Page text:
Go to them. While you may have earned a stellar reputation for large programs within a few major cities, in this time of uncertainty be flexible and responsive. Let the event size reflect the concerns of current conditions. Smaller, more regional programs, along with more product or industry-focused programs can help draw in a more niche audience, and save the burden of travel for attendees. Shake it up!
Give executives visibility.
While the goal of some events is numbers, impressions, and market presence, and these are what executives will be looking at closely when considering budget, the environmental conditions and attendee comfort are real considerations. With goals and metrics as the main priority, it’s easy to lose connection with your audience when the focus is not on the attendee experience. Be transparent, honest, and direct with the executive teams on challenges and potential missteps so there are clear communications, reasonable expectations, and a long-term vision for brand management and audience engagement.
Start early and make contingency plans in the event planning schedule.
Start early and plan for both budgeting and creating a planning schedule to be more complicated than in the past. For hybrid events, you have two formats to plan, and with fluid design, you have to have the flexibility and capacity to respond to changes as they arise.
Ask yourself, do we have an adequate budget and team member capacity for this program so it can be calmly and thoughtfully managed?
Stress, urgency, or a sense of being overwhelmed will be reflected in the event and felt by attendees. Right now, people want to feel that event organizers are calm, in control, and thoughtfully present. If your team doesn’t have enough headcount or bandwidth to manage an event, consider working with an agency partner. Review the benefits and considerations for working with an event production agency here.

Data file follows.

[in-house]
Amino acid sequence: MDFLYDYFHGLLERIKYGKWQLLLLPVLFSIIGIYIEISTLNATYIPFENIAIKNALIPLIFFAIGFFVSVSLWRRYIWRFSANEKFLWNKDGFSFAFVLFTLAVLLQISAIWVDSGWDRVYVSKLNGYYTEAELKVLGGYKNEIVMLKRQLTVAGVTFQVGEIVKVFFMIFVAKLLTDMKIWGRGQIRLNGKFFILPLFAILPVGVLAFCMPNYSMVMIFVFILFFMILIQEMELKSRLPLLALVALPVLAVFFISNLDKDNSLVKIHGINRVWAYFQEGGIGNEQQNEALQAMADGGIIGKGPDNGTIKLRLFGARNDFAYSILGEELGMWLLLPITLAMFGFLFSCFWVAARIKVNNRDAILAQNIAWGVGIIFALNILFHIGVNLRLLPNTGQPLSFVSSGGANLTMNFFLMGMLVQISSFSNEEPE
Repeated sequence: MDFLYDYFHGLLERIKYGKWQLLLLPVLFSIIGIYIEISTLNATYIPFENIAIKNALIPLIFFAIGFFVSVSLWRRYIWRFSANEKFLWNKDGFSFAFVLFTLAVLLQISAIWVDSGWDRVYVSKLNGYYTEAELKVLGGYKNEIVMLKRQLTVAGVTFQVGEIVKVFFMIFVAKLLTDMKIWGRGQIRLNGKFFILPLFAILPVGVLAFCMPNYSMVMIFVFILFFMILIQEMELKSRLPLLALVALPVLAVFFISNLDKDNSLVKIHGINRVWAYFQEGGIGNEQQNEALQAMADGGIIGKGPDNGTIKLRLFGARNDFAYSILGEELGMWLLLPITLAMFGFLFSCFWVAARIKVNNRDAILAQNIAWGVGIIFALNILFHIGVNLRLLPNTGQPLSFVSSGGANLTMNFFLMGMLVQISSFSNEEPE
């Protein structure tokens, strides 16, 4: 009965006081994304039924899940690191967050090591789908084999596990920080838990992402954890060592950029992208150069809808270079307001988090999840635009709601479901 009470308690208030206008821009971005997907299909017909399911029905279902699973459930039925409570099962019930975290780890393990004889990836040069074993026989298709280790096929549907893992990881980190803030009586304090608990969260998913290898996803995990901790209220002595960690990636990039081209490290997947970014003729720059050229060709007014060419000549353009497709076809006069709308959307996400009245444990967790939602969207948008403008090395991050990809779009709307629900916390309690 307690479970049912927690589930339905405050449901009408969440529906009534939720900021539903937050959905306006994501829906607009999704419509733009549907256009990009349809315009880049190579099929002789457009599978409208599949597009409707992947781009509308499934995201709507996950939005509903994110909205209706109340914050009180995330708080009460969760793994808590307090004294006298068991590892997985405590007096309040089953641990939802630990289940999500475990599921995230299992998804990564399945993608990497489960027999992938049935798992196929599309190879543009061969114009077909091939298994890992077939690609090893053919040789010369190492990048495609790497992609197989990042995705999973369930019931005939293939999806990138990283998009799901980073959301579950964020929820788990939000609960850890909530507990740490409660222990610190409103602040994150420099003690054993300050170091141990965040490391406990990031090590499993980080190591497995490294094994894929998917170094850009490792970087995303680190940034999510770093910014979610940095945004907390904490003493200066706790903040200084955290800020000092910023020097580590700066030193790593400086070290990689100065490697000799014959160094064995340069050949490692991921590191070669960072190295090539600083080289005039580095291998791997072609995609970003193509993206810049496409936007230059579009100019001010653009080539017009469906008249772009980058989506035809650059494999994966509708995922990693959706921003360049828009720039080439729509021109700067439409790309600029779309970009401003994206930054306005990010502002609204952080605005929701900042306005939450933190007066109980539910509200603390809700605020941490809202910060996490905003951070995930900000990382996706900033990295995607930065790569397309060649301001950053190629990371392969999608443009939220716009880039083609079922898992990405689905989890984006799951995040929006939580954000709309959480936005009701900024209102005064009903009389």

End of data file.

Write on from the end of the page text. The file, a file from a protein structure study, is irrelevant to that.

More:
Be connected and present with your audience, vendors, and current events.
Listen to your audience, consult with the venue and vendors, and pay attention to the regional news. You may consider partnering with a medical consultant to help direct internal policies and recommend policies or guidelines for events and attendees. You’ll be doing more than rewriting venue cancellation clauses, you’ll be addressing what may prompt the need for cancellation in the first place.
How Brands Can Avoid Losing ROI on Events by Using Flexible Planning
With event plans changing last minute for many organizations over the past year, budget has been a challenge. For brands looking to make investments in future events, the way to protect your budget is to be flexible and design event programs strategically:
- Don’t design programming that is cash-dependent. Scale back programming to protect your future opportunities.
- While breaking even doesn’t lead to immediate profit, the long-term gain of investing in your audience and providing ongoing engagement opportunities will ultimately provide financial returns and brand awareness. An engaged audience spends more in their lifetime and produces brand evangelists who bring in more customers.
- Focus on value over cost. Talk about what attendees will come away with, giving it a “priceless” quality. If you focus on cost, you’ll have to create a competitive discount strategy and may leave attendees feeling underwhelmed.
- Scale ticketing prices with engagement value based on access. Entry-level pricing allows access to “come see,” mid-level pricing can represent “come see and explore,” and top-level pricing is “come see, explore, and be seen,” giving access to the smallest, most engaged group.
- Divide ticketing by segment. Build an appreciation for your attendees by carefully selecting groups, acknowledging their caliber and what they bring to the event, and showcasing the various collections of voices present.
Scaled ticket prices at the Fast Company Innovation Festival
With these principles of flexible event planning in mind, look to the future feeling armed to tackle anything that comes. Coming out of what is looking to be an even longer time before true normalcy returns, meaningful engagements will be more impactful than ever. For more strategic event planning recommendations, explore our guide to Navigating the Return to In-Person Events. You’ll learn how to approach your next event with future-proofing in mind and hopefully reduce some headaches along the way.